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Pickens Digital Collection Enhanced

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A page from the biographical dictionary compiled by Rev. Claude L. Pickens, which
was recently digitized by Harvard College Library.

March 2, 2010 – More than two dozen notebooks from the Rev. Claude L. Pickens, Jr. Collection on Muslims in China that comprise a one-of-a-kind biographical dictionary of Muslims in China during the 1920s and 1930s have been digitized and are now available for study by scholars world-wide.

Pickens, an American Episcopal priest who worked for more than two decades as a missionary to Muslims in China, assembled the collection, which includes hundreds of books, pamphlets, broadsides, photographs and other material, much of which is unique, said Ray Lum, Librarian for the Western Languages Collection at Harvard-Yenching Library. The notebooks are just the latest part of the collection to be digitized – more than 1,000 photos taken by Pickens were digitized as part of an earlier project, and are now available through VIA, Harvard’s catalog of visual resources.

“This collection is unique,” Lum said. “Many scholars come from China to study it, because they can’t find these materials in their country. The photos are important because, in many instances, the buildings and inscriptions they record have been lost due to wars or the Cultural Revolution. Some of the print materials in the collection may exist elsewhere, but in the aggregate, this is the only collection of this magnitude, and Pickens’ notebooks are the only ones of their kind.”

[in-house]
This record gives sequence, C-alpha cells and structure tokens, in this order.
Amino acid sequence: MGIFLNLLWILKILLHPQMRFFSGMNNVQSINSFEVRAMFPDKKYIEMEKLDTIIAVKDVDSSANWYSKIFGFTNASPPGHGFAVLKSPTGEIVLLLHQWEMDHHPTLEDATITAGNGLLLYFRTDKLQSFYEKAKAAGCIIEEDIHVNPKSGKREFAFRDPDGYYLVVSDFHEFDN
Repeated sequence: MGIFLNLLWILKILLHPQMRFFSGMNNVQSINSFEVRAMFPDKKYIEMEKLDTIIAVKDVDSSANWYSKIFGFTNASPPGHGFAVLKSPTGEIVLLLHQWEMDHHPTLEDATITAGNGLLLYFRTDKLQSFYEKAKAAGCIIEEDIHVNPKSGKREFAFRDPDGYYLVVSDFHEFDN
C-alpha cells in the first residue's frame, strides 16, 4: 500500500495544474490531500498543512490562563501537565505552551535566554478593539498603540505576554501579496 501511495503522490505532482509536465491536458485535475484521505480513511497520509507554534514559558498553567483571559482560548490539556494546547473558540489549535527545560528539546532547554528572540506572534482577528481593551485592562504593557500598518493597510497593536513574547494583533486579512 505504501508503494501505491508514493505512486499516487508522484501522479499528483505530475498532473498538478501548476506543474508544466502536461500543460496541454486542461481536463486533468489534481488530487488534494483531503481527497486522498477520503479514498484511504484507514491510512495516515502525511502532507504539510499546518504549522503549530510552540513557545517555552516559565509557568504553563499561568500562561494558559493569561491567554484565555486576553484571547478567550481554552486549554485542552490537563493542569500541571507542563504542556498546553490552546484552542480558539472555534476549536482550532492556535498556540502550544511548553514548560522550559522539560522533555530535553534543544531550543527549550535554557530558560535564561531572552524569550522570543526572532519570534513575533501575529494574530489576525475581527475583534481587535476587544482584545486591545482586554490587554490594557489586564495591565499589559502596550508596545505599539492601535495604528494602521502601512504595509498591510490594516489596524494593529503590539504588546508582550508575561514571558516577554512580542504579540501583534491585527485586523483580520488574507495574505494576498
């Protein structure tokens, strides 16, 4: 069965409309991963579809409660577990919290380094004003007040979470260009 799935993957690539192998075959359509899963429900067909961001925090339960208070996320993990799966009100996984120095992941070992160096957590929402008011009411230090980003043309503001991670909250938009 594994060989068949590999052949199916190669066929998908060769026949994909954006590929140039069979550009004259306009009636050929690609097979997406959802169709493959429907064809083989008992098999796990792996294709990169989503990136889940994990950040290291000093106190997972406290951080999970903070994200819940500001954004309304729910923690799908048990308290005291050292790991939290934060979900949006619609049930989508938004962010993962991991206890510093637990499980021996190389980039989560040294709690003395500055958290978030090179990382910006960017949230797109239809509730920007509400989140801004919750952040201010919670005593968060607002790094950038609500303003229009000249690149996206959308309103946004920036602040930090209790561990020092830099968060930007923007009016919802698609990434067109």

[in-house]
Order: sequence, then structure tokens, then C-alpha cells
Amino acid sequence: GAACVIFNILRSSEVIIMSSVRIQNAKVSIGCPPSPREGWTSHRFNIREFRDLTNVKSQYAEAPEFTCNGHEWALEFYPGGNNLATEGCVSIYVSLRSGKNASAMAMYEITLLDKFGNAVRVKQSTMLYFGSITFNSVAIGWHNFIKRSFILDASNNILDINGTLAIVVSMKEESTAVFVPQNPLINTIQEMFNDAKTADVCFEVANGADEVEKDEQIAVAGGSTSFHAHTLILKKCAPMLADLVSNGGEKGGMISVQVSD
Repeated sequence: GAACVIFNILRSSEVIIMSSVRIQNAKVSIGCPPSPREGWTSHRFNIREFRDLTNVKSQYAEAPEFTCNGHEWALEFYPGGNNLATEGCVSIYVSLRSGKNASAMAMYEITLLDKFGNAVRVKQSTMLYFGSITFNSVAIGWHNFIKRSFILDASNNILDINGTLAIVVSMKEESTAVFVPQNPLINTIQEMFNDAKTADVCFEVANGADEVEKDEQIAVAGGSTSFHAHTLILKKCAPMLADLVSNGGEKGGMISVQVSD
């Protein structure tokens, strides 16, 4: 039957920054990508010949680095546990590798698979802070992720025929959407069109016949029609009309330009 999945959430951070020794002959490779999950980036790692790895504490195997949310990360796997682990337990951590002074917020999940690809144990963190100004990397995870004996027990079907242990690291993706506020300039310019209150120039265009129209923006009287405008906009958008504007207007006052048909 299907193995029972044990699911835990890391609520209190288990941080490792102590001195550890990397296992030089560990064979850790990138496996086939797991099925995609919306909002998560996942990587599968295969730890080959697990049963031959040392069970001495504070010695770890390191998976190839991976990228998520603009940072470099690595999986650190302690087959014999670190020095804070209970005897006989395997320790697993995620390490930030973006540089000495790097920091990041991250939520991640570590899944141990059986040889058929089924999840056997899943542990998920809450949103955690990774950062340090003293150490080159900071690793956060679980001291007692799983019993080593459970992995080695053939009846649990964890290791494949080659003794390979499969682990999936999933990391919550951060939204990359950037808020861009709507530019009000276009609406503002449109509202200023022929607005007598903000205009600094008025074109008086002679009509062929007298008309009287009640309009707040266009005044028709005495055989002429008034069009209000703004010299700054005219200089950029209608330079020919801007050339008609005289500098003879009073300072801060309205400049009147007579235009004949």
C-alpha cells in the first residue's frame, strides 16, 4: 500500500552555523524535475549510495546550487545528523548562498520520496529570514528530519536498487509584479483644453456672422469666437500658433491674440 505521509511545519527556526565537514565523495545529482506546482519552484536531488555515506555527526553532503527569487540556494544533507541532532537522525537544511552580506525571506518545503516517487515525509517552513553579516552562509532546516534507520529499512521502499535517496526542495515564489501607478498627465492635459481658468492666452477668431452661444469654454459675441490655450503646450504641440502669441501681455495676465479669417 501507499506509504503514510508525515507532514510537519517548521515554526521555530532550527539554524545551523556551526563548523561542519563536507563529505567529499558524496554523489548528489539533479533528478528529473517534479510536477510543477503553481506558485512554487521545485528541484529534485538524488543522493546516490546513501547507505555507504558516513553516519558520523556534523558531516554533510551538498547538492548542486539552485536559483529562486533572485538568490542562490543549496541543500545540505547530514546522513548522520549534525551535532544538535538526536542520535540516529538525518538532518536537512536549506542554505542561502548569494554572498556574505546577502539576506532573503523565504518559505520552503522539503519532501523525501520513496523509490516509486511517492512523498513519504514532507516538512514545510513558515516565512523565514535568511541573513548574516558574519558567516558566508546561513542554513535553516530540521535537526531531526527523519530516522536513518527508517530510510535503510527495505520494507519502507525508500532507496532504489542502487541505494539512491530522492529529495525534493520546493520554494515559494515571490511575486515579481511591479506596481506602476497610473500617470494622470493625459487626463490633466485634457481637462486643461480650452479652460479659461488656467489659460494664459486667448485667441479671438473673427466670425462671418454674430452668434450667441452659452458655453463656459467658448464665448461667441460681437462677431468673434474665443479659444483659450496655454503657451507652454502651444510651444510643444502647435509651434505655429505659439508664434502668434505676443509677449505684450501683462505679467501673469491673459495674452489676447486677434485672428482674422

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From 1927 until 1950, Pickens worked with Muslims throughout China and the Philippines. In addition to his missionary work, he collected hundreds of books which make up the core of the collection. Additional material on Muslims was added by Pickens’ father-in-law and a family friend, both of whom worked as missionaries to Muslims in the Middle East.

It was during his missionary work that Pickens began compiling a biographical dictionary on the leading Chinese Muslim scholars and clerics of the era. The never-published dictionary filled more than two dozen notebooks with hand-written notes, as well as newspaper clippings and other materials.

“This material is of great interest, not only because of the paramount importance of Islamic studies right now, but because a lot of graduate students and scholars who are studying Chinese Muslims can’t get access to it in China,” Lum said.

Political tensions surrounding Chinese Muslims have, in recent years, reduced access to the materials held in China. In response, Lum said, many scholars have turned to collections like those held by Harvard-Yenching.

“By digitizing and making this material accessible online,” Lum said, “scholars worldwide will be able to conduct their research without traveling to Cambridge, let alone China.”